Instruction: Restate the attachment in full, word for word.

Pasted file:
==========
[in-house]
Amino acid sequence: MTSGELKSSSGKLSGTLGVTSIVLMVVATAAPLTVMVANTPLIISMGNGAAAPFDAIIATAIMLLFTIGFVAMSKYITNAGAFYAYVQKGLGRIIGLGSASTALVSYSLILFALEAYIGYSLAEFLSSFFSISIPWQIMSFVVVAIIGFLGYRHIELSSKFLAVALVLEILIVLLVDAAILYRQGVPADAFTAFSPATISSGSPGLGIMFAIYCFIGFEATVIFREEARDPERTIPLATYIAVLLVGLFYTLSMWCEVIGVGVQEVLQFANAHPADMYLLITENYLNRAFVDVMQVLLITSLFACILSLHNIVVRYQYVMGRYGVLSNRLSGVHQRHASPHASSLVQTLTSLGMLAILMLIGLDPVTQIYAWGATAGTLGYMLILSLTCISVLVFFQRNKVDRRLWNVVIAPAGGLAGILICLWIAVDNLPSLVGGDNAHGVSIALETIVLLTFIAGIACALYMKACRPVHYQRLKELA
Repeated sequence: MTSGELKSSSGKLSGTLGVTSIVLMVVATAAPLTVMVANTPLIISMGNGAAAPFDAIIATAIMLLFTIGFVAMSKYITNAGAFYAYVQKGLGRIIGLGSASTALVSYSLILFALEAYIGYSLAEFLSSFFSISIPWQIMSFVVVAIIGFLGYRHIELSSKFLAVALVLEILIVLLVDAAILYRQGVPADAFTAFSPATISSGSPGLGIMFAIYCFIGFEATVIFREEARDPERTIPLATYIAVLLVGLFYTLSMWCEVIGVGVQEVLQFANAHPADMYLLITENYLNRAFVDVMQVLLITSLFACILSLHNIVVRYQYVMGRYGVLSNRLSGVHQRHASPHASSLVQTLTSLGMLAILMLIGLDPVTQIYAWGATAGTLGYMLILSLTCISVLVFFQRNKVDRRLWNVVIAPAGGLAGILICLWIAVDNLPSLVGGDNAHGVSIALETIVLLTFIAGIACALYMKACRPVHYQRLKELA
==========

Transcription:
[in-house]
Amino acid sequence: MTSGELKSSSGKLSGTLGVTSIVLMVVATAAPLTVMVANTPLIISMGNGAAAPFDAIIATAIMLLFTIGFVAMSKYITNAGAFYAYVQKGLGRIIGLGSASTALVSYSLILFALEAYIGYSLAEFLSSFFSISIPWQIMSFVVVAIIGFLGYRHIELSSKFLAVALVLEILIVLLVDAAILYRQGVPADAFTAFSPATISSGSPGLGIMFAIYCFIGFEATVIFREEARDPERTIPLATYIAVLLVGLFYTLSMWCEVIGVGVQEVLQFANAHPADMYLLITENYLNRAFVDVMQVLLITSLFACILSLHNIVVRYQYVMGRYGVLSNRLSGVHQRHASPHASSLVQTLTSLGMLAILMLIGLDPVTQIYAWGATAGTLGYMLILSLTCISVLVFFQRNKVDRRLWNVVIAPAGGLAGILICLWIAVDNLPSLVGGDNAHGVSIALETIVLLTFIAGIACALYMKACRPVHYQRLKELA
Repeated sequence: MTSGELKSSSGKLSGTLGVTSIVLMVVATAAPLTVMVANTPLIISMGNGAAAPFDAIIATAIMLLFTIGFVAMSKYITNAGAFYAYVQKGLGRIIGLGSASTALVSYSLILFALEAYIGYSLAEFLSSFFSISIPWQIMSFVVVAIIGFLGYRHIELSSKFLAVALVLEILIVLLVDAAILYRQGVPADAFTAFSPATISSGSPGLGIMFAIYCFIGFEATVIFREEARDPERTIPLATYIAVLLVGLFYTLSMWCEVIGVGVQEVLQFANAHPADMYLLITENYLNRAFVDVMQVLLITSLFACILSLHNIVVRYQYVMGRYGVLSNRLSGVHQRHASPHASSLVQTLTSLGMLAILMLIGLDPVTQIYAWGATAGTLGYMLILSLTCISVLVFFQRNKVDRRLWNVVIAPAGGLAGILICLWIAVDNLPSLVGGDNAHGVSIALETIVLLTFIAGIACALYMKACRPVHYQRLKELA